Each time I need the antidepressants again, I'm greeted with similar feelings from those around me. My husband wonders if it could be his fault, like he's done something wrong when he hasn't. If his parents visit, it's not to be spoken of, and all traces of mental illness are hidden. My parents would say "you don't need those things again, do you," or "how long will you be on that stuff this time, then?" Citalopram. They mean Citalopram. I once asked my dad when he planned to stop taking his prostate medication, but that was different, apparently.

"The second time around, postnatal depression hit me like a train, almost violent in its brutality."

I've mentioned to our families that there's plenty of openness and conversations going on in the modern world about mental health, and there's no need to be ashamed of it. However, it's easy to go on TikTok and throw buzzwords around but not actually change your behaviour. Do these so-called open dialogues really change people's attitudes? I'm not entirely convinced.

I've found what makes me feel centred, and my mood levels high. I need to keep seeing friends and not withdraw, no matter how difficult I find it. I need to eat really well, lift heavy weights, and do cardio until I feel high. I can't do mindfulness, I'm sorry. I've read the research and know it would work if I did it, but I just can't get on board. Funny TV shows, and even nostalgic ones help too (Gladiators reboot, anyone? Harking back to easier times and great childhood memories!)

I was never ashamed of my diagnosis. I've learnt to live with it, and living those experiences when they get really tough are the hardest parts, not admitting they're happening. I understand a lot of the familial feelings surrounding it are of their era, and can't be helped. I can't change how other people view mental illness, and that's just part of the learning curve of all of this - and what I've learnt about myself has been invaluable.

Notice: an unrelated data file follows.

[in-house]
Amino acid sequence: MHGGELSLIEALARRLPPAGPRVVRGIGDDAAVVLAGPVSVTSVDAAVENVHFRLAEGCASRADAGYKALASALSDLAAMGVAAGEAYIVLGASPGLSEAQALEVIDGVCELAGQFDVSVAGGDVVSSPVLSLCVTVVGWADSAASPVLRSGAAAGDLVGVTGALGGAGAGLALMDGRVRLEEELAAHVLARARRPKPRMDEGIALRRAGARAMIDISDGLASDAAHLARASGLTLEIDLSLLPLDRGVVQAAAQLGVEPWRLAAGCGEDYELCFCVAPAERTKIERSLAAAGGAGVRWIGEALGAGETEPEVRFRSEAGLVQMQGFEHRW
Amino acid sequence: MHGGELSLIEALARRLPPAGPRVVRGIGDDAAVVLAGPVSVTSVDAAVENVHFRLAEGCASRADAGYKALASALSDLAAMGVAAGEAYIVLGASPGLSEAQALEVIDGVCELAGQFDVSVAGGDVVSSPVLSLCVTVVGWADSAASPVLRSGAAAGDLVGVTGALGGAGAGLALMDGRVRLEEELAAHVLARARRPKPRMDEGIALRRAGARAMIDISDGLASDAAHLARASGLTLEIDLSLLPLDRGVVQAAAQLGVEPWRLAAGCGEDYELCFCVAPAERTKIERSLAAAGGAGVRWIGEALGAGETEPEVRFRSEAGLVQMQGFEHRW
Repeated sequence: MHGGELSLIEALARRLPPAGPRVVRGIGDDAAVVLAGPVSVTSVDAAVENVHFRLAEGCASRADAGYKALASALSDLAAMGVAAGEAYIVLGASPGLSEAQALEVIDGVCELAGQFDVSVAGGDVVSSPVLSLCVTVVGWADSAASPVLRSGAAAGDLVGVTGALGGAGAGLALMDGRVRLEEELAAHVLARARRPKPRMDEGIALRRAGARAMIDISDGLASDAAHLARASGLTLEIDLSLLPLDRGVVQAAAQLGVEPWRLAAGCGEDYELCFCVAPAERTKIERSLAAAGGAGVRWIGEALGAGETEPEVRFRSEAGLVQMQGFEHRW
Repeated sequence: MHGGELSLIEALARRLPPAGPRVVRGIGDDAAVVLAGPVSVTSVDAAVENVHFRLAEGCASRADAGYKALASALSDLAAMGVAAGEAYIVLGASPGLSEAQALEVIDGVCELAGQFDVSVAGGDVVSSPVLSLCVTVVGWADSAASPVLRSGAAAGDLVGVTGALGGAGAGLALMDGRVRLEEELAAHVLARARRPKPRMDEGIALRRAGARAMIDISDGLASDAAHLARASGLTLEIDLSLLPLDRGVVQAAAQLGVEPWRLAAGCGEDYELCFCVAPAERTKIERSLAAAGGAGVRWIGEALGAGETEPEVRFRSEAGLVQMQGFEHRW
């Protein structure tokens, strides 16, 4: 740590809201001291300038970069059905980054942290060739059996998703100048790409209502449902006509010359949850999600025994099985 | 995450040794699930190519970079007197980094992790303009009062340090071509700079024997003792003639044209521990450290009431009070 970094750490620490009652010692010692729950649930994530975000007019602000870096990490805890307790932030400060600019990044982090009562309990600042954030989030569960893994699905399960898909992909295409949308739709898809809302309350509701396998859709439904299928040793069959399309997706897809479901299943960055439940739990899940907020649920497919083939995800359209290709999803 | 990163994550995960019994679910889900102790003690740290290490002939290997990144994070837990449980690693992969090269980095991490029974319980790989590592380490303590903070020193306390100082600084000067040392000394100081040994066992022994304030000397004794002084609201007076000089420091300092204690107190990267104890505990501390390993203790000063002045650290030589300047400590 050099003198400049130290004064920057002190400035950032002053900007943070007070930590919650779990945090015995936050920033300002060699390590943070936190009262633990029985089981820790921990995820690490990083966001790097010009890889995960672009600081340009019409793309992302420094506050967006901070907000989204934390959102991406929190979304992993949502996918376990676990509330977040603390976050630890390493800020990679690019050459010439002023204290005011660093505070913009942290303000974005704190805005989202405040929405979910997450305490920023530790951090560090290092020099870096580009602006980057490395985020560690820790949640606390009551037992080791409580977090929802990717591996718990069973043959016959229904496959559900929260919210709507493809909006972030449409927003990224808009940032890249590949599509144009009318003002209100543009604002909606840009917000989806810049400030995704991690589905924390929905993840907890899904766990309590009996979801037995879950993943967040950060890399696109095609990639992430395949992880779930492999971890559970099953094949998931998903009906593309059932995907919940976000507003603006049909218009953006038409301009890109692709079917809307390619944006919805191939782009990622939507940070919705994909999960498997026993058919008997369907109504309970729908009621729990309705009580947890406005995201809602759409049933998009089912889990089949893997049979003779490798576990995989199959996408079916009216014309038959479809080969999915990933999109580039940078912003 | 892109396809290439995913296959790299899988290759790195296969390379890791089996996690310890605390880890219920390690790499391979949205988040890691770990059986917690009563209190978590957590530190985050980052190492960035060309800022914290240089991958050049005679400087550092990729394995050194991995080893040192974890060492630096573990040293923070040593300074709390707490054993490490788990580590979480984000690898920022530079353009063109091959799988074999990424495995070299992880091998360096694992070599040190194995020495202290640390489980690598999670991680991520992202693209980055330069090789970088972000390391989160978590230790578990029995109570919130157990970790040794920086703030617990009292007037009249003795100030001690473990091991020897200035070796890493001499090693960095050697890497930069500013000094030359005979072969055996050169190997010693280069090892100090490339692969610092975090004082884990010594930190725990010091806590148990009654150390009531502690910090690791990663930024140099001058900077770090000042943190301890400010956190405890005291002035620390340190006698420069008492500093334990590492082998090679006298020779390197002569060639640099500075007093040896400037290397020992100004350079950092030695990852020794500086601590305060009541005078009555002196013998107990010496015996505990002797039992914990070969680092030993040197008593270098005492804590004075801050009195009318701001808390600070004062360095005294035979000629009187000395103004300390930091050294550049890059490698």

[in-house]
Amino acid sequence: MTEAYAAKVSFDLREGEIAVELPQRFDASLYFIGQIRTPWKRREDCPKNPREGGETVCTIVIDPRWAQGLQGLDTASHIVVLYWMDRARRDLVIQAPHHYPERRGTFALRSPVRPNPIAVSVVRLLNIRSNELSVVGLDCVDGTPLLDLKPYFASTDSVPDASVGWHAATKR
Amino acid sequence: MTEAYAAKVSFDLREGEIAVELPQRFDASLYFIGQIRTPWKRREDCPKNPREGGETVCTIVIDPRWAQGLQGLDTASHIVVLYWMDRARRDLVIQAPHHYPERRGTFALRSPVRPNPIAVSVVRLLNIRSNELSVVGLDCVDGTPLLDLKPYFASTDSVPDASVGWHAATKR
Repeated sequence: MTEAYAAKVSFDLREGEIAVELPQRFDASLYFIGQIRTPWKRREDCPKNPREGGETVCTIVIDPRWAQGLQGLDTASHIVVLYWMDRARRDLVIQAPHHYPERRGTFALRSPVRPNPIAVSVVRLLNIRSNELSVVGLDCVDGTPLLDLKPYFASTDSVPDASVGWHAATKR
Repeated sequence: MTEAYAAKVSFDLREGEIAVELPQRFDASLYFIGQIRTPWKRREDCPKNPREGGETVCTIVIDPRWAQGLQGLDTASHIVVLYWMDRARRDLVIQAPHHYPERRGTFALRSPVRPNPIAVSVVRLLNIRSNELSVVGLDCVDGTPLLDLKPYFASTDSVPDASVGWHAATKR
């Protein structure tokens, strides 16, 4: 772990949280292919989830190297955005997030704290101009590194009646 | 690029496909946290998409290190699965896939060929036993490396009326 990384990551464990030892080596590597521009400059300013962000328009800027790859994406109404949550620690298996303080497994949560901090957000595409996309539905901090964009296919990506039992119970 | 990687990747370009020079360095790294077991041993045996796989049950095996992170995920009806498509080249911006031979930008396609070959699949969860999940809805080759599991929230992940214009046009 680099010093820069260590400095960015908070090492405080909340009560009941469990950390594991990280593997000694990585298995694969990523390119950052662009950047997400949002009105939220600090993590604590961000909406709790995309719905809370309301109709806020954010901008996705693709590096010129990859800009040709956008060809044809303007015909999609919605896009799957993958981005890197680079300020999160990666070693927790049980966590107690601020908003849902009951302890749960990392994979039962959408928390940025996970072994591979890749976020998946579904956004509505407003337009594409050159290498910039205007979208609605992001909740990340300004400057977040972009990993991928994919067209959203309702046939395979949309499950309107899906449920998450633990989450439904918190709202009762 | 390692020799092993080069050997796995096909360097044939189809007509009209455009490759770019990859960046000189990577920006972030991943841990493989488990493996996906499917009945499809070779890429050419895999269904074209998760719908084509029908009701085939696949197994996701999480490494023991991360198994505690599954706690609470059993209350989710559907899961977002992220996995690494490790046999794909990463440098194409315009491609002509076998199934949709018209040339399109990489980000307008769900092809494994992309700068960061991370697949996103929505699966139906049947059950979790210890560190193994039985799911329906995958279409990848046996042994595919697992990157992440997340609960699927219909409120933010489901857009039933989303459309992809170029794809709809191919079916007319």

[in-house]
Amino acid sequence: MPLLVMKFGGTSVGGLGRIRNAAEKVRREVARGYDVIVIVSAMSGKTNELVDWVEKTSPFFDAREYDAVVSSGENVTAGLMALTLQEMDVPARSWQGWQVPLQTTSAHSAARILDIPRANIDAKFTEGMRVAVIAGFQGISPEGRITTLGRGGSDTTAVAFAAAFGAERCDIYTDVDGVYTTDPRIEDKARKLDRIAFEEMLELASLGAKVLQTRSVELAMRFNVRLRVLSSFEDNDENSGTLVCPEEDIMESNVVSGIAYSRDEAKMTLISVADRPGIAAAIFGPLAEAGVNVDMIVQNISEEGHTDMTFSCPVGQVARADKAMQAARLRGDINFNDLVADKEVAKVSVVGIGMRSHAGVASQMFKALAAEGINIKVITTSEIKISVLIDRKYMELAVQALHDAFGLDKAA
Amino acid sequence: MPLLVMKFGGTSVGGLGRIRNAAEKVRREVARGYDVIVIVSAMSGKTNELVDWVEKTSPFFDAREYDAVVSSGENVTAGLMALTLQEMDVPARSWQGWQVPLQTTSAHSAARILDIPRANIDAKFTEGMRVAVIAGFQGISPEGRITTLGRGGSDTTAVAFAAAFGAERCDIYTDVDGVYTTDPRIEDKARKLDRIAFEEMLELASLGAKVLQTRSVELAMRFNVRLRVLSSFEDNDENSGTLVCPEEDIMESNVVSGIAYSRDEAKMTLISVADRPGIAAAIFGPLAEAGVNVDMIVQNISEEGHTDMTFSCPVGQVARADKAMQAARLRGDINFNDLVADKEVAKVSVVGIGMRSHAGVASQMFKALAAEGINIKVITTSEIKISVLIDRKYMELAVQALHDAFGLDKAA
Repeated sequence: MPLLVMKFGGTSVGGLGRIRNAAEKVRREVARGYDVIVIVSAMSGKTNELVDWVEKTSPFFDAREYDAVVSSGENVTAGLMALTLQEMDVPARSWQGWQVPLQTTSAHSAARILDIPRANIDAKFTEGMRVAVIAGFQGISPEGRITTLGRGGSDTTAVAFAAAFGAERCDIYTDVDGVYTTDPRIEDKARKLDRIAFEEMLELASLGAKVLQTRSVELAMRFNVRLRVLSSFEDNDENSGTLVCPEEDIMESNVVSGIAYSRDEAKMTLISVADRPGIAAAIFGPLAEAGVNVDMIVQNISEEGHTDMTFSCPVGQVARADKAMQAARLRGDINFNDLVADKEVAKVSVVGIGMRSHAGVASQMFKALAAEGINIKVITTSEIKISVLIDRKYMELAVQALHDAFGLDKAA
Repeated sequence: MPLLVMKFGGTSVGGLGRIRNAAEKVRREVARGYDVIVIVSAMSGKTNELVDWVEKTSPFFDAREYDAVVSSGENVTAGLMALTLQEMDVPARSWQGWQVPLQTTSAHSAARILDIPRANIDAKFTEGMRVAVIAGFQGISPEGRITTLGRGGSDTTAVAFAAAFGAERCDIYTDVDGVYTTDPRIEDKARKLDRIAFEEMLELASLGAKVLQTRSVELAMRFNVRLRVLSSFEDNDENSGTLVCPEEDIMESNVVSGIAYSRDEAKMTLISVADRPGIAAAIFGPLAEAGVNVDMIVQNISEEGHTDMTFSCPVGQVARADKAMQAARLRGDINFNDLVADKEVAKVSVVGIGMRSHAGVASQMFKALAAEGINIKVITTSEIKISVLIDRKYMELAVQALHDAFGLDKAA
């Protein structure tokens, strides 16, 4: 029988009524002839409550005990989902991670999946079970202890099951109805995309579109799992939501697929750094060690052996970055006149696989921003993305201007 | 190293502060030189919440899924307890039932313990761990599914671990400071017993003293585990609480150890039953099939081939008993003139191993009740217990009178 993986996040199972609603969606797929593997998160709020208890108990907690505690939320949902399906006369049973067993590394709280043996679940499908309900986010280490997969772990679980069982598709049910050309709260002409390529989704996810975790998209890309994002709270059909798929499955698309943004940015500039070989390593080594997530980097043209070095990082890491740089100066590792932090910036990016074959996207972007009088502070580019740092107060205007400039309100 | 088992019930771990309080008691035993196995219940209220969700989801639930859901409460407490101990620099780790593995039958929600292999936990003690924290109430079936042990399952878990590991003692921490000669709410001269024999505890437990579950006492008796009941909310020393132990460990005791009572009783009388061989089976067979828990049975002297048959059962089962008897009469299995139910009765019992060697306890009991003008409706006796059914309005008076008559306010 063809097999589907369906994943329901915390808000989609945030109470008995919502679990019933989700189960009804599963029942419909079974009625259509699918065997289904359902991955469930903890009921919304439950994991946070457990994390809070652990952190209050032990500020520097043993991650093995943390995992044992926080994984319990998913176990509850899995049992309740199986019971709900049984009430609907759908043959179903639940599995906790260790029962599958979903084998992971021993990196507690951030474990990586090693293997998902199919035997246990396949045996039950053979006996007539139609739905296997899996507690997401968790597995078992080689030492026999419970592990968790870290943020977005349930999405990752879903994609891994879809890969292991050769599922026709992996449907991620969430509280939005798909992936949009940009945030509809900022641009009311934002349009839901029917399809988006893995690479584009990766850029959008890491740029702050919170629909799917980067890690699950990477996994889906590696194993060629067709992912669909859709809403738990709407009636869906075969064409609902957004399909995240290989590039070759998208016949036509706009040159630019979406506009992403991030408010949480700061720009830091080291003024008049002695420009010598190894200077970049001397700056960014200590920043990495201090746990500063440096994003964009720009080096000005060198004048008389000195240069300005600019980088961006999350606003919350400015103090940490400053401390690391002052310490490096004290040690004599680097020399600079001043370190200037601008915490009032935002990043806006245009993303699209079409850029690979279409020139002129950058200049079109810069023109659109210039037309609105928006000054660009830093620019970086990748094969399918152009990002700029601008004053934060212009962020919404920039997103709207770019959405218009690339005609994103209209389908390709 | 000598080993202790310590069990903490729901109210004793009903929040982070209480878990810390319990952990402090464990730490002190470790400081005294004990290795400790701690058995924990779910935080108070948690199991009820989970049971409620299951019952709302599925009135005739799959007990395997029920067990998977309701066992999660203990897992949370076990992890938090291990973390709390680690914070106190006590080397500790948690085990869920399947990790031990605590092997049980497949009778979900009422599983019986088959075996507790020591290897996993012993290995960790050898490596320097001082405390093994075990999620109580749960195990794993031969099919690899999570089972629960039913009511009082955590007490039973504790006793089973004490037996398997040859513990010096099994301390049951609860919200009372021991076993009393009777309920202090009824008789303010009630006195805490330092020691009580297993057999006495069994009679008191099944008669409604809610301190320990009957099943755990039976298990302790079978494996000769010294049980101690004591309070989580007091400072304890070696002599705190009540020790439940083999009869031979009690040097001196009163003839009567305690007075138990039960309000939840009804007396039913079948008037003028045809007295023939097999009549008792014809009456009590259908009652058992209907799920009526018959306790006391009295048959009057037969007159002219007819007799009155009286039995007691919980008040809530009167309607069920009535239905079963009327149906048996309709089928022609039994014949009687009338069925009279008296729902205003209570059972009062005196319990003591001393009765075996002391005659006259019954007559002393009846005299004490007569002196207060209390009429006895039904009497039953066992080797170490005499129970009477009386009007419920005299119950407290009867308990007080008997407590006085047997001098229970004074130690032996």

Where to get help

  • If you feel like you're struggling with your postnatal mental health, get in touch with your midwife, health visitor or GP.
  • The NHS have a helpful page covering symptoms, self help, and who you can contact.
  • PANDAS have a huge range of free resources, from helplines, social media and online groups, WhatsApp and email support.
  • MIND has a dedicated perinatal mental health section, containing useful contacts, and an explanation of possible causes, treatments and support other options. 

Parents also have to deal with mum guilt, a whopping increase in the mental load that comes with having a baby, and the often untold trials and tribulations of breastfeeding. We've spoken to mums who have gone through it, and experts who can help, so we can all feel less alone in motherhood.

Lucy Wigley
Parenting writer - contributing

Lucy is a mum-of-two, multi-award nominated writer and blogger with six years’ of experience writing about parenting, family life, and TV. Lucy has contributed content to PopSugar and moms.com. In the last three years, she has transformed her passion for streaming countless hours of television into specialising in entertainment writing. There is now nothing she loves more than watching the best shows on television and sharing why you - and your kids - should watch them.